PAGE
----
A food service program under which (a) meals served to prisoners are served hot, (b) at least one fresh green vegetable, one fresh yellow vegetable, and one serving of meat, or protein-provided meat substitute, is served to each prisoner each day, and (c) adequate clean utensils and serving vessels are provided for each prisoner.
A supply and facilities program under which (a) clean towels and toilet paper are never unavailable to prisoners, (b) a clean blanket, clean mattress cover, mattress and bunk are never unavailable to each prisoner, (c) no toilet, urinal, shower, washbowl or other plumbing facility is ever out of order for more than 24 hours, (d) adequate hot and cold water is available, (e) supplies necessary for prisoners to maintain themselves in sanitary condition are always available, and (f) one toilet, one shower bath, and one combined lavatory and drinking fountain are provided for each twelve prisoners or fraction thereof confined in any area.
A jail personnel, safety and supervision program under which (a) every area holding prisoners is visited each hour of the 24-hour day, (b) a communications system whereby any prisoner may call for help from a guard at any time and receive the same within a few minutes, (c) each floor of the jail shall have at least one non-prisoner guard available at all times, and (d) jail personnel are paid on the same scale as patrol personnel of the Sheriff's Department.
A ventilation and lighting program under which (a) temperatures within prisoner enclosures are within the temperature range of 65o F. to 85o F., and (b) lighting in areas available to prisoners is, during daylight hours, adequate for reading purposes.
A separation of prisoner program under which (a) those under 18 years of age are always separated from others, (b) witnesses are always separated from others, males are always separated from females, (d) first offenders awaiting trial are always separated from all classifications of convicted prisoners, and (e) prisoners with communicable or contagious diseases are always separated from all others.
A disciplinary program under which (a) jail rules and regulations, as well as prisoners' rights with respect to violations, are effectively made known to all prisoners and (b) disciplinary procedures shall comply in all respects with Wolff v. McDonnell, 418 U.S. 539, 94 S.Ct. 2963, 41 L.Ed.2d 935 (1974).
Defendants were likewise enjoined effective September 1, 1977, from further violating the provisions of Article 5115 and the Commissioner's Court was directed to provide on or before said date an outdoor area for exercise.
The District Judge did not enter any order directing action by the United States or dismissing it from the case. Further consideration should be given to disposing of the case against the United States.
On December 30, 1975, a motion was filed by the defendants to stay the judgment, based primarily on lack of funds to make the necessary improvements. In denying the motion on January 19, 1976, the Court modified the judgment so as to require the defendants to submit written plans within 30 days for full compliance of certain requirements and in respect to others 60 days.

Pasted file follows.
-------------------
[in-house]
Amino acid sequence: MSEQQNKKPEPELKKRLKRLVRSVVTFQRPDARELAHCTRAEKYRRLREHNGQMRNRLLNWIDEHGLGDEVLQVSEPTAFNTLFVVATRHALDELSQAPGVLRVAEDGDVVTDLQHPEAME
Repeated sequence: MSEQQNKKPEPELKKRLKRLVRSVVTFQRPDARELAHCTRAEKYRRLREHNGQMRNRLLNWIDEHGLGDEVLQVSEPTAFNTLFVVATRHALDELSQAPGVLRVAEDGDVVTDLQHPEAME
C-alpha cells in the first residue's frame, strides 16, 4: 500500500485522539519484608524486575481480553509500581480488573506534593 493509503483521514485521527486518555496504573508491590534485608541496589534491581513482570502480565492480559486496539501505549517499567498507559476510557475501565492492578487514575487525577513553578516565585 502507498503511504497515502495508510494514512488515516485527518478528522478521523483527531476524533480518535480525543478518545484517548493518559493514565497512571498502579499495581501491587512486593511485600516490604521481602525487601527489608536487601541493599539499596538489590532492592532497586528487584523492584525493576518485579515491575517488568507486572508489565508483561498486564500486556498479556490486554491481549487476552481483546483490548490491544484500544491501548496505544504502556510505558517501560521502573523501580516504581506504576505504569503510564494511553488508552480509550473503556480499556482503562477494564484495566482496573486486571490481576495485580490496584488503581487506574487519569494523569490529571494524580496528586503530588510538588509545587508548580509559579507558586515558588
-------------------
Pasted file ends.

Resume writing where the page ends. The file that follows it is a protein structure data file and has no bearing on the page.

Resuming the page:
In response to the modified judgment requiring certain improvements within 30 days the sheriff reported on February 23, 1976, compliance with the following requirements of the judgment of September 25, 1975: adequate reading material, meals served to prisoners hot, certain menu for meals, adequate clean utensils and serving vessels, sufficient supply of clean towels and toilet paper, availability of clean blankets and mattress covers, adequate maintenance of toilets, showers, wash bowls and other plumbing facilities, availability of hot and cold water, supplies for prisoners to maintain themselves in a sanitary condition, separation of prisoners, a disciplinary program, program under which all prisoners are afforded frequent and regular opportunities for legal, religious or personal counseling, program for giving prisoners likely to be incarcerated more than 60 days a choice among several vocational training courses, an opportunity to attend religious services on a regular basis, and adequate medical program.
In response to those items requiring the Defendants to submit written plans for full compliance within 60 days, the Defendants reported to the District Court on March 26, 1976, partly as follows:
2A. An exercise and recreation program under which:
(1) each prisoner is taken into the sunlight and fresh air at least once each day
had not been provided due to lack of space in the present structure;
(2) each prisoner is given an opportunity to engage in physical exercise and recreation at least once each day
had not been implemented due to a manpower shortage making supervision impossible.
D. A jail personnel and supervision program where every area holding prisoners is visited each hour of the 24-hour day by a jail guard
has not been fully implemented due to lack of funds provided to the sheriff.
G. A ventilation and lighting program under...